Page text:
Not only is it difficult to run fast in cold temperatures – it can be risky. The more you sweat, the more you risk hypothermia. Cold weather running is also hard on your tendons and muscles. You may experience less peripheral blood flow, which may make certain tendons stiffer. Interval workouts already have a heightened risk due to the quick accelerations and decelerations. This can create the perfect scenario for a sprain or strain.

If you desire a bit more intensity, opt for a progression run. Aerobic progression runs involve picking up to a moderate (faster than easier, slower than tempo) effort for the end. You can run a bit faster, but won’t sweat too much, will avoid chilling during recovery intervals, and will be able to head indoors immediately (vs completing a cool down jog).

Indoor Training is a Viable Option

You do not have to prove yourself as a runner by training in dangerous or unpleasant conditions. Training on a treadmill is just as effective as outdoors. In fact, on days when the roads are icy or the risk of frostbite and hypothermia are high, an indoor run may be more productive. On those days, try one of these treadmill workouts (including easy run options!). Having a positive mindset also makes a difference. Stop calling it the “dreadmill”, and instead embrace it as a tool for consistent running all winter long.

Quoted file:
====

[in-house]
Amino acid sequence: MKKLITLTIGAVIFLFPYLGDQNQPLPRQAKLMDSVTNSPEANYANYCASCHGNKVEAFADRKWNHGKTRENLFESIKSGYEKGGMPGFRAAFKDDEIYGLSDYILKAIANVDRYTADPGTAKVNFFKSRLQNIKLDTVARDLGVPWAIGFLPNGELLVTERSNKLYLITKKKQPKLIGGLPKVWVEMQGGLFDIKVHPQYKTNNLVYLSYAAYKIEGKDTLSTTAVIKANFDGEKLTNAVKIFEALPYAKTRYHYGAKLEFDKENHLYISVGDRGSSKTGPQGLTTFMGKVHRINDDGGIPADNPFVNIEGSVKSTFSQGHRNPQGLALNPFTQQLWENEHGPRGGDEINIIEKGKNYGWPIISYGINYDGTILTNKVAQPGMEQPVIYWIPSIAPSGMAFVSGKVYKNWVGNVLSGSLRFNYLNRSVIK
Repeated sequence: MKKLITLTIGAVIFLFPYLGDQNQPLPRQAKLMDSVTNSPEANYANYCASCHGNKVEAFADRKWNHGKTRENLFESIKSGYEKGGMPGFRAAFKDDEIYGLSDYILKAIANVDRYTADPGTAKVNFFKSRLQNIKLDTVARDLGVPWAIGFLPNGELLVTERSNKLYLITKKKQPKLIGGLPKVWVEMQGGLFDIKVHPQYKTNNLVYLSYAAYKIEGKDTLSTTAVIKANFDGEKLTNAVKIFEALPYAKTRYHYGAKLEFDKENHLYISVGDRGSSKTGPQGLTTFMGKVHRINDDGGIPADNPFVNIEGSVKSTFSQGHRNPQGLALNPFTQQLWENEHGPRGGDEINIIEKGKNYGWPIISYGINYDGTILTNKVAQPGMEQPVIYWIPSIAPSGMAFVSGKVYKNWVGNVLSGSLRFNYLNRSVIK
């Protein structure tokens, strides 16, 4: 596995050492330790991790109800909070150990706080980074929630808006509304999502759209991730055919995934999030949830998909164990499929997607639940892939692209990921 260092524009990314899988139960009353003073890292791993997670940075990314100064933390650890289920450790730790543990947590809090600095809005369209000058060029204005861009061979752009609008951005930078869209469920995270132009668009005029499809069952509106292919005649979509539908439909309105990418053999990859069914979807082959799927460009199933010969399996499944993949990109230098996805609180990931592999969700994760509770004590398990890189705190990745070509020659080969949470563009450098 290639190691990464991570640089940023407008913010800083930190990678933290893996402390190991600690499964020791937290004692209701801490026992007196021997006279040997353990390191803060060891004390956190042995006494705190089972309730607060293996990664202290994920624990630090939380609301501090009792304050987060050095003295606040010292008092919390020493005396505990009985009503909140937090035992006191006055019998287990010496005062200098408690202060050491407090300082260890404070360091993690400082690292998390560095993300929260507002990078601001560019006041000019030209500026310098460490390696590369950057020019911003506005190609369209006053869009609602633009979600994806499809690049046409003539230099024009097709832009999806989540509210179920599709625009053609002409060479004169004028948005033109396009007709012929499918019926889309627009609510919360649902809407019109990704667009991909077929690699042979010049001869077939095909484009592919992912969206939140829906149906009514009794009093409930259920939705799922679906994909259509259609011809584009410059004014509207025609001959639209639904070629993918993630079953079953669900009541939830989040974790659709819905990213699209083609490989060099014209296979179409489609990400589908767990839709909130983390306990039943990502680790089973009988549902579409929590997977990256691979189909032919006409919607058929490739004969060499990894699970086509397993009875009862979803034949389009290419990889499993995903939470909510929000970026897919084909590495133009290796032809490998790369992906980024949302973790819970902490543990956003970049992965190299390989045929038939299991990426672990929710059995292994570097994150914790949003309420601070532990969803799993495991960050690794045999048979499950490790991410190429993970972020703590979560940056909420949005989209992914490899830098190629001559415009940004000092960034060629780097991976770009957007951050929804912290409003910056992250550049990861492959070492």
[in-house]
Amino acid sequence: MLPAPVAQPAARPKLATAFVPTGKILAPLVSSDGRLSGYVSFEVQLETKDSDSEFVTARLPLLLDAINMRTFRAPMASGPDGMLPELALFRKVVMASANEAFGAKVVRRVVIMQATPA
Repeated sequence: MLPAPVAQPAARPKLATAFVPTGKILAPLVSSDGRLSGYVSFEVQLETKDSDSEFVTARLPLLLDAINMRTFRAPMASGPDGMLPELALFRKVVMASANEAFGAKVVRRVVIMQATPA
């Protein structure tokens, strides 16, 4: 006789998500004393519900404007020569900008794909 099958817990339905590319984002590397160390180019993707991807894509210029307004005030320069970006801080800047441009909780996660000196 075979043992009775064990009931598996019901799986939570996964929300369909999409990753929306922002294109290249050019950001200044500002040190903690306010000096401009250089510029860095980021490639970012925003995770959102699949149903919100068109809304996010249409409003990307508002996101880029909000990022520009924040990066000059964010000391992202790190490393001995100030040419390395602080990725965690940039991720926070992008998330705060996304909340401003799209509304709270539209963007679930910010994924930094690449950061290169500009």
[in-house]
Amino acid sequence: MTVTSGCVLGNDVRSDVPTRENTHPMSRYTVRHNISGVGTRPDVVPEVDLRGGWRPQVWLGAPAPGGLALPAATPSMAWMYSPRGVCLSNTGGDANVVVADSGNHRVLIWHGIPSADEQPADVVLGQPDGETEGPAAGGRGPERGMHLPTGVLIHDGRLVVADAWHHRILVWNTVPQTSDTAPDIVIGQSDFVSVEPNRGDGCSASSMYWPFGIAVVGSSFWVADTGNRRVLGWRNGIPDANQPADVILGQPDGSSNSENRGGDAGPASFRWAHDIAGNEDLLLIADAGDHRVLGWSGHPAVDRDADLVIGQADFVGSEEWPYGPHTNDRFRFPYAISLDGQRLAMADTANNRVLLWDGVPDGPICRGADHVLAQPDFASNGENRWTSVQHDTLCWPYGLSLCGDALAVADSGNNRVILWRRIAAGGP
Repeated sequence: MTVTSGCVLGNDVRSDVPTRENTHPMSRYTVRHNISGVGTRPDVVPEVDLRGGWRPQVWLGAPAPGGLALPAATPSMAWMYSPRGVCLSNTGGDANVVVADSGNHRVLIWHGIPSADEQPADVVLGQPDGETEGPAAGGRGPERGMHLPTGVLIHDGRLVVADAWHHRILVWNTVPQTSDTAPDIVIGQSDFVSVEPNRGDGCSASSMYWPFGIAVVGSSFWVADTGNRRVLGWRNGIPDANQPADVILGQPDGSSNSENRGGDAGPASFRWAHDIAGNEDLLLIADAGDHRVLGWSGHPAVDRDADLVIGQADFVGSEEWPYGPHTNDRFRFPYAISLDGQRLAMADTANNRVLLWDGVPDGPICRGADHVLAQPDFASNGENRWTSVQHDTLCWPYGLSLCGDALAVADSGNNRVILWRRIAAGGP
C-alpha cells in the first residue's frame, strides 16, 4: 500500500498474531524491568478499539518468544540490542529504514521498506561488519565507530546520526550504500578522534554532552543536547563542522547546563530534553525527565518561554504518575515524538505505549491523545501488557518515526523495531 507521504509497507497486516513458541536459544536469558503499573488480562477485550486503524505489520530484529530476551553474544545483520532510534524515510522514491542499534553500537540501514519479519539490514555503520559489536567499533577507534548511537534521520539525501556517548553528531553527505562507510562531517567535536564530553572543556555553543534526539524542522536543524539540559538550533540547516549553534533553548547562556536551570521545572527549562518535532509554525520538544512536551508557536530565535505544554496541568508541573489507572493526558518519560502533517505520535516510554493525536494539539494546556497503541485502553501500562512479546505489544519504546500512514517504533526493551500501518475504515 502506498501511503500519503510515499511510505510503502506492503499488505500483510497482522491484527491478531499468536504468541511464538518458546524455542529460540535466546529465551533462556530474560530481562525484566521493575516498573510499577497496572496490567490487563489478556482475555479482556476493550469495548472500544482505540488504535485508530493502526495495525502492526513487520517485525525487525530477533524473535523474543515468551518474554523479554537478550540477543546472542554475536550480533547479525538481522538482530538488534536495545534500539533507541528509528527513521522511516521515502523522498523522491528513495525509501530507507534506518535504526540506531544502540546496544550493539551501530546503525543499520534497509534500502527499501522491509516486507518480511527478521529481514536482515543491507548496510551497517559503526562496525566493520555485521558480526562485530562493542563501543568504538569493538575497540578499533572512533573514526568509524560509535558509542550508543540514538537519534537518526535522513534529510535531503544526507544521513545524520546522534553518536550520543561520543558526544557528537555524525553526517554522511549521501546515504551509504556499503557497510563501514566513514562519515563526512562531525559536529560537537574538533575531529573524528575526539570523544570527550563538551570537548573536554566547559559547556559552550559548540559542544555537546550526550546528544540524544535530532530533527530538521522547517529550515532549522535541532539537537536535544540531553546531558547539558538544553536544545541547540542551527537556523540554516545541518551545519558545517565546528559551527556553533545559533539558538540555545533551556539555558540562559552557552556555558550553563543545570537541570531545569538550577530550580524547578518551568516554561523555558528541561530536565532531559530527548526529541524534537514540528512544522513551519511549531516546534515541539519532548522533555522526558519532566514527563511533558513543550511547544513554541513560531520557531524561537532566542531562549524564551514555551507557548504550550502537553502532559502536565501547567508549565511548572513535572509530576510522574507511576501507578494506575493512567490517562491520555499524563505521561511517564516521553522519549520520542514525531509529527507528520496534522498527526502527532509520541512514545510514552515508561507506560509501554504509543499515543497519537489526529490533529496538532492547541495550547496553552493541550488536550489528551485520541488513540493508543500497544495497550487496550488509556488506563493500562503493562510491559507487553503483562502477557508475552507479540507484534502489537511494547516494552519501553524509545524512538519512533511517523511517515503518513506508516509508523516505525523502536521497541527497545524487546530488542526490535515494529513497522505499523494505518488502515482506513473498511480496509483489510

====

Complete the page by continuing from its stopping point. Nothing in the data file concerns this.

The treadmill does not have to be an obstacle to marathon training. You can complete a long run on the treadmill. Try these tips for managing a long run on the treadmill. If the thought of two hours on the treadmill sounds miserable and you cannot skip a long run, you may find it beneficial to split your run instead. In this example, you could run 75 minutes, take a break and refuel, and then run 45 minutes later.

No treadmill? You can still get your heart rate up with an indoor workout! A format such as 30 seconds on/30 seconds off or every minute on the minute can add a cardio focus to your strength workout.

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7 Responses

  1. That’s a great idea with the progression run in cold weather.
    Especially at the end of a run I tend to cool down very fast, so being able to head indoors immediately sounds very appealing!

  2. It definitely helps to have good cold-weather gear, but there are still days I opt for the treadmill. At this point I just dont even bother trying to run outside if it may be icy. It doesn’t usually get too cold here, but once its in the single digits or super windy I usually move my workouts indoors.

  3. I keep asking myself how low is too low to run, but last winter, I ran when it was -24F. There was no wind and the sun was shining. I bundled up and truly, I was fine. The wind and ice are the 2 things that will keep me inside. I truly loathe running inside, so I’m pretty open-minded about when I go.

  4. We have finally ordered the replacement for my 20 year old treadmill — important to me, since we do live in a cold, usually (but not always) snowy area. Hopefully it comes before winter’s over. 🙂

  5. These are all great, but our winters are fairly mild. Even our coldest days sound warm to runners in other parts of the country. We layer in what we have (I don’t get special gear for the two or three freezing days), and collect our street cred for running in “winter” conditions.

  6. What I hate about winter running is wearing the right clothes. After years I finally realized that you just need a few layers. I’ve given up on jackets. (2 shirts & a vest).

    I also hate the early darkness and the ice/snow – both which limit where I can run.

    Fortunately COVID has helped me in both of the above because I work from hone now and can run during the day.